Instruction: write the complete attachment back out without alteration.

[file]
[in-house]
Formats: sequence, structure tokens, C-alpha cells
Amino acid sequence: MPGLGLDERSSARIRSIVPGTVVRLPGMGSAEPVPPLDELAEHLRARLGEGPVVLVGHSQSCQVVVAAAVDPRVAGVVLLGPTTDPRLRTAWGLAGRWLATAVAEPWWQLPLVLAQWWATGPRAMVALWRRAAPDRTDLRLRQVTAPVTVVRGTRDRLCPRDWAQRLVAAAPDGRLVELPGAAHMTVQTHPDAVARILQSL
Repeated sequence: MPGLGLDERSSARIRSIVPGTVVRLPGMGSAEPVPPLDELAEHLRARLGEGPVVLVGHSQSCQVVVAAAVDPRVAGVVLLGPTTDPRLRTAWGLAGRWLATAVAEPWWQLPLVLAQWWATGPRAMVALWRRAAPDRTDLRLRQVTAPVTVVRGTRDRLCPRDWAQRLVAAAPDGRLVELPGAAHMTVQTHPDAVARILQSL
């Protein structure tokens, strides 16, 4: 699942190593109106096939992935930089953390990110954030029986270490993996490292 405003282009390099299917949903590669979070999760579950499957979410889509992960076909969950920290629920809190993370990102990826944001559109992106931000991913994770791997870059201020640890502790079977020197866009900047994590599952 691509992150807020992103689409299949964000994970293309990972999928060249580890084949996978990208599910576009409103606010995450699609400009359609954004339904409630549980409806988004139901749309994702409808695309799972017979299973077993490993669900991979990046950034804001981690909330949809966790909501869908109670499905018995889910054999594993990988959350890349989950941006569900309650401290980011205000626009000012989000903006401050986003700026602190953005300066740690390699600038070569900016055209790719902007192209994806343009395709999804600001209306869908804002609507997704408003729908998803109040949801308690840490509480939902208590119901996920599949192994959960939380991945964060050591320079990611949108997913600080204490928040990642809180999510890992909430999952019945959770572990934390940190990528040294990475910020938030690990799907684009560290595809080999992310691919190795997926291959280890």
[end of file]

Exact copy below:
[in-house]
Formats: sequence, structure tokens, C-alpha cells
Amino acid sequence: MPGLGLDERSSARIRSIVPGTVVRLPGMGSAEPVPPLDELAEHLRARLGEGPVVLVGHSQSCQVVVAAAVDPRVAGVVLLGPTTDPRLRTAWGLAGRWLATAVAEPWWQLPLVLAQWWATGPRAMVALWRRAAPDRTDLRLRQVTAPVTVVRGTRDRLCPRDWAQRLVAAAPDGRLVELPGAAHMTVQTHPDAVARILQSL
Repeated sequence: MPGLGLDERSSARIRSIVPGTVVRLPGMGSAEPVPPLDELAEHLRARLGEGPVVLVGHSQSCQVVVAAAVDPRVAGVVLLGPTTDPRLRTAWGLAGRWLATAVAEPWWQLPLVLAQWWATGPRAMVALWRRAAPDRTDLRLRQVTAPVTVVRGTRDRLCPRDWAQRLVAAAPDGRLVELPGAAHMTVQTHPDAVARILQSL
């Protein structure tokens, strides 16, 4: 699942190593109106096939992935930089953390990110954030029986270490993996490292 405003282009390099299917949903590669979070999760579950499957979410889509992960076909969950920290629920809190993370990102990826944001559109992106931000991913994770791997870059201020640890502790079977020197866009900047994590599952 691509992150807020992103689409299949964000994970293309990972999928060249580890084949996978990208599910576009409103606010995450699609400009359609954004339904409630549980409806988004139901749309994702409808695309799972017979299973077993490993669900991979990046950034804001981690909330949809966790909501869908109670499905018995889910054999594993990988959350890349989950941006569900309650401290980011205000626009000012989000903006401050986003700026602190953005300066740690390699600038070569900016055209790719902007192209994806343009395709999804600001209306869908804002609507997704408003729908998803109040949801308690840490509480939902208590119901996920599949192994959960939380991945964060050591320079990611949108997913600080204490928040990642809180999510890992909430999952019945959770572990934390940190990528040294990475910020938030690990799907684009560290595809080999992310691919190795997926291959280890």